How to manage your alcohol during the festive period?
Whatever your tipple of choice, many of us enjoy a drink, especially as we approach the Christmas season. Spirits are often high, work parties in full swing, and the lure of a warm mulled wine, or a pint of our favourite beer can fill us with joy and comfort. For most, alcohol can be included as part of a balanced diet and healthy lifestyle, but how much is too much, and what affect can alcohol have on our physical and mental health?
November marks Alcohol Awareness Week 2022, and this is a great opportunity to think about our habits as we approach the festive season. Our health and wellbeing associate, Kathryn, shares some top tips for responsible drinking.
Alcohol and Health
It is no surprise that alcohol can have a big impact on both our physical and mental wellbeing. Over time, excessive drinking can increase our risk of developing certain cancers and diseases. These include:
- Risk of stroke
- Heart disease
- Liver disease
- Mouth, throat and breast cancer
- Damage to the brain and nervous system
The short-term effects can also be unpleasant; poor quality sleep, fluctuating moods and lower nutritional awareness, all of which can make us feel far from our best. The mild dehydration we experience after drinking can cause fatigue, nausea and headaches – this is called a hangover!
We also see a strong link between alcohol and mental health. Research has shown that those who drink have an increased chance of developing mental health problems, and those with mental health problems are more likely to drink (Mental Health Foundation). In the moment, alcohol can help us to feel relaxed, confident and more at ease. However, this feeling does wear off and can trigger a cycle of dependency. Long term affects on mental health can include depression, anxiety, psychosis and suicide.
It is also important to talk about ‘single session’ or ‘binge’ drinking as we often see a rise in this type of behaviour around Christmas. Drinking too much, in a short amount of time can increase our risk of accidents and injury. Alcohol can also lower our inhibitions, making us more likely to engage in dangerous or risky situations.
Finally, excessive alcohol can impact on other aspects of our lives including employment, relationships, financial difficulties and housing.
Top Tips this Christmas:
We don’t need to look at going completely t-total, however there are ways you can reduce your drinking, and enjoy a happy and healthy Christmas!
Get to know your units: Do you really know how many units you are consuming? This can be especially difficult with ‘home measures’. Get to how many units are in your drink of choice, you can then take steps to reduce this if necessary.
Explore alcohol free options: Whether that’s activities, or drinks, there are an increasing number of alcohol-free options out there. Explore your local area and suggest activities to your friends and family which are not centred around alcohol. No and low alcohol drinks are also readily available in all supermarkets and pubs, get experimental and do some tasting, you might be pleasantly surprised.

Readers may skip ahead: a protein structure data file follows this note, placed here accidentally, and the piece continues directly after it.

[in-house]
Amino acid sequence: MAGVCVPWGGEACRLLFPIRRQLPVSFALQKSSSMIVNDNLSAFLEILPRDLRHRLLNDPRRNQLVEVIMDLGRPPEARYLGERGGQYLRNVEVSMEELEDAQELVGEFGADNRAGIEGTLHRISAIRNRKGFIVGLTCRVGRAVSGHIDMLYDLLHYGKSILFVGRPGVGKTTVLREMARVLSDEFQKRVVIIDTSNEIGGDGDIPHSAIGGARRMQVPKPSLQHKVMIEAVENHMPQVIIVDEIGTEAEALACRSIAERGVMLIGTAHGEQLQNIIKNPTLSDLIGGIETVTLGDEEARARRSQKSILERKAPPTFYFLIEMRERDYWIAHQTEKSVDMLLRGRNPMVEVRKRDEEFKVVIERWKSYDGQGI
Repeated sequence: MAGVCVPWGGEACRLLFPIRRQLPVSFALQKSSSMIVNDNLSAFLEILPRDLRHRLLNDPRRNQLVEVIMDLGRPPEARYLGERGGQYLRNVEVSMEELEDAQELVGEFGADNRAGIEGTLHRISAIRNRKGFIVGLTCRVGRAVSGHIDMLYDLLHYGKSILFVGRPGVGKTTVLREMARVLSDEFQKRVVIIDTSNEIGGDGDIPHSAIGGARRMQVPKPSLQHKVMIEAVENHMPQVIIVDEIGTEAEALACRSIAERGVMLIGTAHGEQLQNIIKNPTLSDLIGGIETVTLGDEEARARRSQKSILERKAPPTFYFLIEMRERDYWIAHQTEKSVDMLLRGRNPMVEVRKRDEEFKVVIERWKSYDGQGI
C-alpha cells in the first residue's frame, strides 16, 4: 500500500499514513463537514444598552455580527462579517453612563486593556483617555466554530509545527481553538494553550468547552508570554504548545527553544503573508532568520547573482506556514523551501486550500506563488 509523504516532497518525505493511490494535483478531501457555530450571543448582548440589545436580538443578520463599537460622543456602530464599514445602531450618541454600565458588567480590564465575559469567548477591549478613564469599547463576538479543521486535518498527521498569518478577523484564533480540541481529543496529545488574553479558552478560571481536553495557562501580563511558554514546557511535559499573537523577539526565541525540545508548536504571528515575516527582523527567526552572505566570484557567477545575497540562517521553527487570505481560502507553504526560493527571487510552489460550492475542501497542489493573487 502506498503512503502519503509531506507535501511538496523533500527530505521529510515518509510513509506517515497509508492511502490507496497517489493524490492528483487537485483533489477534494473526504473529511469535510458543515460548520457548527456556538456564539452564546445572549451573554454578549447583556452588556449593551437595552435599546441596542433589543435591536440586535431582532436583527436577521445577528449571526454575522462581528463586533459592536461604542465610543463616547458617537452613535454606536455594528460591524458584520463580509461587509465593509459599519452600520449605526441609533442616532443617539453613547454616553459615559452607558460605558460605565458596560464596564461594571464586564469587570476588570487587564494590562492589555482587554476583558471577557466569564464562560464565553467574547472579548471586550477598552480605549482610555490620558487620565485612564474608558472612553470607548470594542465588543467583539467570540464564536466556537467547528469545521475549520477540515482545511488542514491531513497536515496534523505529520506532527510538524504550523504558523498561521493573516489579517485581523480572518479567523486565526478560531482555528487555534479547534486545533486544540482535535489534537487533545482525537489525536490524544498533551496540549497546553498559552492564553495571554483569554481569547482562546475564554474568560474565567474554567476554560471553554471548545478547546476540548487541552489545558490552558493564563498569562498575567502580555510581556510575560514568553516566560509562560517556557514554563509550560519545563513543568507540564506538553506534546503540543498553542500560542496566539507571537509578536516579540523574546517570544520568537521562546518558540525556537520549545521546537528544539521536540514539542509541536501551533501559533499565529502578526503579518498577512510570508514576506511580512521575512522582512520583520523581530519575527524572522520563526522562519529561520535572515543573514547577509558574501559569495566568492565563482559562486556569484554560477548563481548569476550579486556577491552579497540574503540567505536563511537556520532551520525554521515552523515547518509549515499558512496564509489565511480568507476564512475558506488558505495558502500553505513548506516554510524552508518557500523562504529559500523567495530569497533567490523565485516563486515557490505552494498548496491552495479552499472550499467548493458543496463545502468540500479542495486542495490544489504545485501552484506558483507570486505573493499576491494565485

Keep a track: If you are worried about your alcohol consumption as Christmas approaches, keep a drink journal and get to know your habits and triggers. Record when you drink, why you drink and how this makes you feel. You could gain some insights into the underlying reasons for drinking, and it will help you to gain some awareness and perspective. There are lots of apps out there which can help you with this.
Spread your drinks: Rather than consuming large amounts of alcohol in one go, spread your drinks over a few days. That being said, keeping a few days alcohol free, can also be a great way to reduce overall consumption.
Get support: Cutting down on drinking can be difficult when people around you are indulging. Tell your friends, family and colleagues that you are trying to reduce alcohol and that you would appreciate their support. You may even be able to get them on board too.
Pace yourself: When drinking, alternate your alcoholic drinks with non-alcoholic options. Not only will this slow down and limit your drinking, but it will help keep you hydrated too.
Reach out for help: Finally, but most importantly. If you do feel like you are dependant on alcohol, or struggle with your relationship with alcohol, please do reach out for support. Whether this is to a trusted friend or family member, a support organisation, or your GP, this can make all the difference.
The current guidelines from the Chief Medical Officer, are that we should consume no more than 14 units per week as this is deemed a ‘low risk’ drinking level. To put that into more practical terms, we are talking around six standard glasses of wine or six pints of average strength beer. This advice is the same for men and women, and we should aim to spread this across the week, whilst having some alcohol-free days.